• Delight your customers: Add pleasure to your website design.

Did “adding pleasure” throw you off-guard? In 2012, UX expert Aarron Walter reimagined Abraham Maslow’s theory of the hierarchy of human needs for his “hierarchy for web design” to get a better understanding of the way web audiences work. His hierarchy has four sections, including (from bottom to top): functionality, reliability, usability and pleasurable. His diagram notes that the piece that’s often missing from most website design is pleasure.hierarchy for web design.png

According to Walter, “The piece we often overlook is the pleasure. It’s at the core of culinary arts, but we find it far too infrequently in the web apps and websites we use daily. … Personality is the platform for emotion. It’s the framework we use to crack jokes, empathize and connect with other humans. If we can bake emotion into the interfaces we design, we reap big benefits.”

One example of creating website designs that attract, retain and delight your customers is an email data company whose solution increases engagement and conversions. If the website immediately addresses customers’ top three email data concerns in a clear and user-friendly design, for example, they will be delighted and take their time on your site to explore the solution and likely contact your company.

3. Blogging: Are You Telling Powerful Stories?

Blogging is one of the cornerstones of inbound marketing. When done right, it can be a marketing powerhouse—telegraphing your brand message to the world. To succeed, you need an organized, consistent publishing process, the staff to support it and you need to tell powerful stories.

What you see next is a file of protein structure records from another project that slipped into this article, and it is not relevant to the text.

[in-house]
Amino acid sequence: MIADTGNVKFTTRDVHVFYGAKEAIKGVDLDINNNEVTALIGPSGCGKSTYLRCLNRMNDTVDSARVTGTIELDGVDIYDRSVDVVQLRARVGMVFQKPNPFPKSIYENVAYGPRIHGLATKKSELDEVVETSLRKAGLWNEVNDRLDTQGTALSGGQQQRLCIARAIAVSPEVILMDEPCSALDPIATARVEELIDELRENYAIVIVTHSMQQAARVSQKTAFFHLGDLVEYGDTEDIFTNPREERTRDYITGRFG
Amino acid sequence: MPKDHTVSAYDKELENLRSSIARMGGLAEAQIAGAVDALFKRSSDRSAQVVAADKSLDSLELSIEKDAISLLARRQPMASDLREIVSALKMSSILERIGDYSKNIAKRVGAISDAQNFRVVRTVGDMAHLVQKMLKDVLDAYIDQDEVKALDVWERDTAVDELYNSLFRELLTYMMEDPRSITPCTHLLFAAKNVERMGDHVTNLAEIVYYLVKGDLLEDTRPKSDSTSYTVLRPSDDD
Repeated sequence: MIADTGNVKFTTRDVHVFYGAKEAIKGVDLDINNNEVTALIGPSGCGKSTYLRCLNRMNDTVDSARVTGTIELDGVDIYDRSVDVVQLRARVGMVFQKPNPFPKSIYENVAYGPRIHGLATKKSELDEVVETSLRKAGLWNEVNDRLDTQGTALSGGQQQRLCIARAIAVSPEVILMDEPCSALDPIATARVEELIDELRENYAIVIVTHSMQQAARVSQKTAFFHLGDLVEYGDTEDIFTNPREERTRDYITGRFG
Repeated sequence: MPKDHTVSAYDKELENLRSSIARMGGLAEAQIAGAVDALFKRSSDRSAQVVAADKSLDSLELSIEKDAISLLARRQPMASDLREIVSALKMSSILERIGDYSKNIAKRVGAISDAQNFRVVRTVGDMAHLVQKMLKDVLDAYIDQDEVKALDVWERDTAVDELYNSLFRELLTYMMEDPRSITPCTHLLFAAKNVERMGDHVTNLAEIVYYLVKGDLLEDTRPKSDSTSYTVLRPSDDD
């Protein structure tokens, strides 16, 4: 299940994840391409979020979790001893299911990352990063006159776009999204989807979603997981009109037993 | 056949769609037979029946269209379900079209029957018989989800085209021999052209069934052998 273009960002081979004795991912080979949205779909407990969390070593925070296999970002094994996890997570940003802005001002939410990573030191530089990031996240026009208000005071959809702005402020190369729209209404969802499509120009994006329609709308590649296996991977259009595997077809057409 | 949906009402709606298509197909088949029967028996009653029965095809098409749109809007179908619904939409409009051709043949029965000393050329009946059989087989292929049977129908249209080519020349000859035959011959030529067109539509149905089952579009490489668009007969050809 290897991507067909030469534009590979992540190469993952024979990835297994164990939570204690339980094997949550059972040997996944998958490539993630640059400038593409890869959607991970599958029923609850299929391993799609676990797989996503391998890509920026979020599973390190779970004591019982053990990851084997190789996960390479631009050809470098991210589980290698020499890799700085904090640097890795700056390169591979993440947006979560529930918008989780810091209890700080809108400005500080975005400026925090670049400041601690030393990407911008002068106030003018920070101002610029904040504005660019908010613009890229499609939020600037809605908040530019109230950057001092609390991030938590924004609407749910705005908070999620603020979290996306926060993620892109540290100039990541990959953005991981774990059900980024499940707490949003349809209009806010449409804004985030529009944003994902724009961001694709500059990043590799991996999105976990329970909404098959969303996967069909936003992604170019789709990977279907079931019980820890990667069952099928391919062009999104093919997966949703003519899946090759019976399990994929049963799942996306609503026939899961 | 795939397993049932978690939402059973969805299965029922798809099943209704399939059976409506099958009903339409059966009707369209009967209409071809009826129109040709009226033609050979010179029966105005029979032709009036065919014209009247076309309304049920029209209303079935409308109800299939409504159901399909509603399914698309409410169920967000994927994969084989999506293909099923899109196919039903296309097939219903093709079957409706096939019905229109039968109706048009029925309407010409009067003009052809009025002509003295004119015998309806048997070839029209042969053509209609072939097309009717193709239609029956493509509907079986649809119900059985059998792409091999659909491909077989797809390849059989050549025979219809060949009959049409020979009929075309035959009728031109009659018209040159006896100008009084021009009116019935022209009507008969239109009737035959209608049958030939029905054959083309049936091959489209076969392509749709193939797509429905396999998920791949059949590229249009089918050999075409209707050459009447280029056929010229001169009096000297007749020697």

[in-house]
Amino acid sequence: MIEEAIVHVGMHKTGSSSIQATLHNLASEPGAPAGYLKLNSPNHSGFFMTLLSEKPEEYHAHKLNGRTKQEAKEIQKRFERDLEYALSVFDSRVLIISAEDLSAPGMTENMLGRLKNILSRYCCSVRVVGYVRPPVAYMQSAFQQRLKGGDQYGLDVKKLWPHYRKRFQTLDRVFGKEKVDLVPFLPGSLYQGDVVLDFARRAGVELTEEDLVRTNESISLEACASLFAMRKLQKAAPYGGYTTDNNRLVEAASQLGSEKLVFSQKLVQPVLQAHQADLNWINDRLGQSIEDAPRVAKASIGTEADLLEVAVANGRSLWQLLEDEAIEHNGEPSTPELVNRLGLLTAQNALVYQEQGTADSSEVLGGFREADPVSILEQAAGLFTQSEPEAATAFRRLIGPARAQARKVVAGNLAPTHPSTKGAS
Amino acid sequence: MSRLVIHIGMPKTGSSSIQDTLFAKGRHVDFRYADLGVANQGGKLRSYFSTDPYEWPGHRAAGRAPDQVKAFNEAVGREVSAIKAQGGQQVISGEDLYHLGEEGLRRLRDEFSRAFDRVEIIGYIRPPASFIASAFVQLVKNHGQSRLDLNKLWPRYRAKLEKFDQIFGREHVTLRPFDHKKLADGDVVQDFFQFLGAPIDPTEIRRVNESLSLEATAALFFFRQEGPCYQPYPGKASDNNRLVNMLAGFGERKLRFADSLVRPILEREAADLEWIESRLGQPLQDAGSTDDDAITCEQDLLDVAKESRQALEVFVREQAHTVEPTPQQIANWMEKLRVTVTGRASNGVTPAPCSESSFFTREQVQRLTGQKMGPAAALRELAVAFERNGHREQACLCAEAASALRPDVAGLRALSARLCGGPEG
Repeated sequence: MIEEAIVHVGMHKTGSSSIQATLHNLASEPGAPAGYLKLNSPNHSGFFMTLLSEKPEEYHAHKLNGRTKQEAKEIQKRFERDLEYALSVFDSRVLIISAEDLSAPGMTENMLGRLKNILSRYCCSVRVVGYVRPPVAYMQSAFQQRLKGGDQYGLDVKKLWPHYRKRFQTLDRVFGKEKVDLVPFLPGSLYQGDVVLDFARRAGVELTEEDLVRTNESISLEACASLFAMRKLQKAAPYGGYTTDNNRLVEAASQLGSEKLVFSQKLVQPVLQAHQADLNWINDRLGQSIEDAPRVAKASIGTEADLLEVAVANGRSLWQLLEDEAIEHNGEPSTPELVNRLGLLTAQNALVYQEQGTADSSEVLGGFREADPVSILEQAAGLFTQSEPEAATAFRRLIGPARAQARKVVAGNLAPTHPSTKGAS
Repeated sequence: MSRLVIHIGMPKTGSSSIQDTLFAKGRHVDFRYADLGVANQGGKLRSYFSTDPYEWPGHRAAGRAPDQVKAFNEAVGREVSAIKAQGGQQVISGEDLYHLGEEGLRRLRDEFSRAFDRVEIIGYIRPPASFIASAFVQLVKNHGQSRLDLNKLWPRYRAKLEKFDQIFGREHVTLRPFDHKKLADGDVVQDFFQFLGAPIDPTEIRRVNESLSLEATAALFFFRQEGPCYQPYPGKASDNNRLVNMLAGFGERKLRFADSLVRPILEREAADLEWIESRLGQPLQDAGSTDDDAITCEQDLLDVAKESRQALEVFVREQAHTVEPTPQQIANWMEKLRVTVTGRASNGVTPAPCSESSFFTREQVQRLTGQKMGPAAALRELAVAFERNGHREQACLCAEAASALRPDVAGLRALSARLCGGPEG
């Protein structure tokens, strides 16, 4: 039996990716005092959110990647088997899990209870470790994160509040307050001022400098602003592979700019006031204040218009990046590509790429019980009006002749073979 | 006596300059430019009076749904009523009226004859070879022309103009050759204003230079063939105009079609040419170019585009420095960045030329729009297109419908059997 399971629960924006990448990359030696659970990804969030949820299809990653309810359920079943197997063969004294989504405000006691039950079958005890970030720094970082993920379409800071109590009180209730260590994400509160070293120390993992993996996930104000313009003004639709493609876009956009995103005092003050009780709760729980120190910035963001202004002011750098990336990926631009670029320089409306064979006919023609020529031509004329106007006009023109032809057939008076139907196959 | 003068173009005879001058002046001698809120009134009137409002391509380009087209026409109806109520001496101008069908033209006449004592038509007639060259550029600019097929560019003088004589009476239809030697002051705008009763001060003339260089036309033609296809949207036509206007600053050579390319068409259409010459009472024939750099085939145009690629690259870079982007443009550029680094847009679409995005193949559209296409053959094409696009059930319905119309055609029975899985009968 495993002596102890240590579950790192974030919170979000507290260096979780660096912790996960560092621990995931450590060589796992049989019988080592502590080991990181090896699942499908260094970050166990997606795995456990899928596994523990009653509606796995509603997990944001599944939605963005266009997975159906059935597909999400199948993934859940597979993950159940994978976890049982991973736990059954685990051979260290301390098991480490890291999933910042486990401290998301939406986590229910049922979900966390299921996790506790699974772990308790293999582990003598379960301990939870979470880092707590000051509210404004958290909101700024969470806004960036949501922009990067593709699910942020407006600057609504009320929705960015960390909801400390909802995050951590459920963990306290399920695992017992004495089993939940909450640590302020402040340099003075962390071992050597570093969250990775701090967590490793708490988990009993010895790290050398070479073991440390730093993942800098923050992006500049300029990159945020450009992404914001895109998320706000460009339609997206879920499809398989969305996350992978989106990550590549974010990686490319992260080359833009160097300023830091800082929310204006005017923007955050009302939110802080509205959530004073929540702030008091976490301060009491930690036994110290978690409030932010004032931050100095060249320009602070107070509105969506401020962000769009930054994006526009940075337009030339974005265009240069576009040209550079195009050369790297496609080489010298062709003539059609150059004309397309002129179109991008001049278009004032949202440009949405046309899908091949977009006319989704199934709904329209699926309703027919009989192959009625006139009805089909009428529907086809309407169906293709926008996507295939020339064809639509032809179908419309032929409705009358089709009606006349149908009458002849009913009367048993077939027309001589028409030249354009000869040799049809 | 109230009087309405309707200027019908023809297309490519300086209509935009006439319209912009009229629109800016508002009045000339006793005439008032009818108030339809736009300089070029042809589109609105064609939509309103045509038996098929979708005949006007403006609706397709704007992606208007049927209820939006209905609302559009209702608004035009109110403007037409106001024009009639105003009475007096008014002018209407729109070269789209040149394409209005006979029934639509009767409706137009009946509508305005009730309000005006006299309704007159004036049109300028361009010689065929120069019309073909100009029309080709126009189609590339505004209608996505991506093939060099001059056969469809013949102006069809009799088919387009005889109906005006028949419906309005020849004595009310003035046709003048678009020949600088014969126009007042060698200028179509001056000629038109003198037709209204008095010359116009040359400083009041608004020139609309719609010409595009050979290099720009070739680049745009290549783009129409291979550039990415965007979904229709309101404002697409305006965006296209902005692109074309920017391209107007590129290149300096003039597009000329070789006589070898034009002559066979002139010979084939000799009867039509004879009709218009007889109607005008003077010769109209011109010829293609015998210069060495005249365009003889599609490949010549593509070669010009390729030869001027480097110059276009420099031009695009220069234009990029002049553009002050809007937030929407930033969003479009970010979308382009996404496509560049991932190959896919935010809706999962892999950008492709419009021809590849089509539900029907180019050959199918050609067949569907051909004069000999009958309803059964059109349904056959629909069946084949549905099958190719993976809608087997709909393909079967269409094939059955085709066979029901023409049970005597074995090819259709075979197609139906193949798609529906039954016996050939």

Here are great ways to find great stories to tell your audience:

  • Monitor your industry for trending and timely topics, so you can talk about them
  • Be on the lookout for the questions potential buyers in your industry are asking so you can answer them
  • Conduct regular interviews with key experts at your company and customers, so you can share your knowledge

Then turn your research into engaging, high-quality blog posts using brand journalism and storytelling techniques. Storytelling is the heart of branding (think Apple, Nike and Chipotle). It involves a compelling combination of telling readers the “who, what, when, where and why” of traditional journalism along with telling them the hero, villain, story arc and denouement (final act) of a good story.

“In a study at Princeton University, scientists found that when you listen to a well-told story, the parts of your brain that respond are those that would if you were inside the story,” according to The Science of People. “So somebody talks about the smell of roasting coffee and your olfactory cortex lights up. They tell you about grabbing a pencil and your motor cortex responds—specifically, the part associated with hand movement.”

When you sit down to create a blog post keep these three storytelling pointers in mind:

  • Describe what you’re writing about and get granular with the details.
  • Use sensory information such as smell, touch, sound and feelings.
  • Look for opportunities to employ emotion.

Imagine the memorable stories a hospital could tell if staff wrote a series of blog posts about cutting-edge, life-saving medical procedures its doctors prefer (think the television show House). Riveting!

4. Video Marketing: Are You Making Audio-Visual Gold?

Have you added video to your inbound marketing program yet? If not, you are missing out on one of the most powerful ways to attract, engage, nurture and close prospects—and build your brand. According to Demand Metric’s latest State of Video benchmark report, almost 70 percent of B2B marketers are using video in their marketing programs and 82 percent of B2B marketers reported success with video marketing initiatives.